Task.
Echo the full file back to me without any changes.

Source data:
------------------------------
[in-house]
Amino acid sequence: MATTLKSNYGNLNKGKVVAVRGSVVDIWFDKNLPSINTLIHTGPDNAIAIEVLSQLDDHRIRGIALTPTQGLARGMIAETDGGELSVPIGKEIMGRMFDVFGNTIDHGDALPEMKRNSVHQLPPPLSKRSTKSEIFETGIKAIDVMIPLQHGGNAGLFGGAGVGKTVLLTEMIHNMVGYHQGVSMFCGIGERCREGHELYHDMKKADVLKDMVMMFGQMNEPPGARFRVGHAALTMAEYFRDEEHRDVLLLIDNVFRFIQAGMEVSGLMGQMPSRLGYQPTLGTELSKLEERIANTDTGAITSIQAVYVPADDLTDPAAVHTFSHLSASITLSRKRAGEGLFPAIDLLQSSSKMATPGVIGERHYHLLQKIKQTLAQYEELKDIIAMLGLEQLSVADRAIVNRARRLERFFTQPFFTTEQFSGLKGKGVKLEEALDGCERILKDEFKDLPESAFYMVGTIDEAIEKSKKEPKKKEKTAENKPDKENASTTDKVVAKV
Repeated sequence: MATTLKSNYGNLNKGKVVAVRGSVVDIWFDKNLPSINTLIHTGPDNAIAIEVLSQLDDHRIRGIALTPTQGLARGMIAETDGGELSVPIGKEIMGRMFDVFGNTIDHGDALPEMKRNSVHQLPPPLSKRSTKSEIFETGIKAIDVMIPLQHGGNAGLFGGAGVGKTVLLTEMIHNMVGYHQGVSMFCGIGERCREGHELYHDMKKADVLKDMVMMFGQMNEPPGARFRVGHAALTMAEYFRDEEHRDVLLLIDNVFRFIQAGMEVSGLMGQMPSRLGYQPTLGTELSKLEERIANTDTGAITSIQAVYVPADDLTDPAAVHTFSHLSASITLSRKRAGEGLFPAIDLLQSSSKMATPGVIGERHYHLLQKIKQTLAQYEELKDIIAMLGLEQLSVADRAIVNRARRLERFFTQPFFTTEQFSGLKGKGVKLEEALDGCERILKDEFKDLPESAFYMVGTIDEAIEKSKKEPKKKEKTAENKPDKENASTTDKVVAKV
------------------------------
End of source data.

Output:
[in-house]
Amino acid sequence: MATTLKSNYGNLNKGKVVAVRGSVVDIWFDKNLPSINTLIHTGPDNAIAIEVLSQLDDHRIRGIALTPTQGLARGMIAETDGGELSVPIGKEIMGRMFDVFGNTIDHGDALPEMKRNSVHQLPPPLSKRSTKSEIFETGIKAIDVMIPLQHGGNAGLFGGAGVGKTVLLTEMIHNMVGYHQGVSMFCGIGERCREGHELYHDMKKADVLKDMVMMFGQMNEPPGARFRVGHAALTMAEYFRDEEHRDVLLLIDNVFRFIQAGMEVSGLMGQMPSRLGYQPTLGTELSKLEERIANTDTGAITSIQAVYVPADDLTDPAAVHTFSHLSASITLSRKRAGEGLFPAIDLLQSSSKMATPGVIGERHYHLLQKIKQTLAQYEELKDIIAMLGLEQLSVADRAIVNRARRLERFFTQPFFTTEQFSGLKGKGVKLEEALDGCERILKDEFKDLPESAFYMVGTIDEAIEKSKKEPKKKEKTAENKPDKENASTTDKVVAKV
Repeated sequence: MATTLKSNYGNLNKGKVVAVRGSVVDIWFDKNLPSINTLIHTGPDNAIAIEVLSQLDDHRIRGIALTPTQGLARGMIAETDGGELSVPIGKEIMGRMFDVFGNTIDHGDALPEMKRNSVHQLPPPLSKRSTKSEIFETGIKAIDVMIPLQHGGNAGLFGGAGVGKTVLLTEMIHNMVGYHQGVSMFCGIGERCREGHELYHDMKKADVLKDMVMMFGQMNEPPGARFRVGHAALTMAEYFRDEEHRDVLLLIDNVFRFIQAGMEVSGLMGQMPSRLGYQPTLGTELSKLEERIANTDTGAITSIQAVYVPADDLTDPAAVHTFSHLSASITLSRKRAGEGLFPAIDLLQSSSKMATPGVIGERHYHLLQKIKQTLAQYEELKDIIAMLGLEQLSVADRAIVNRARRLERFFTQPFFTTEQFSGLKGKGVKLEEALDGCERILKDEFKDLPESAFYMVGTIDEAIEKSKKEPKKKEKTAENKPDKENASTTDKVVAKV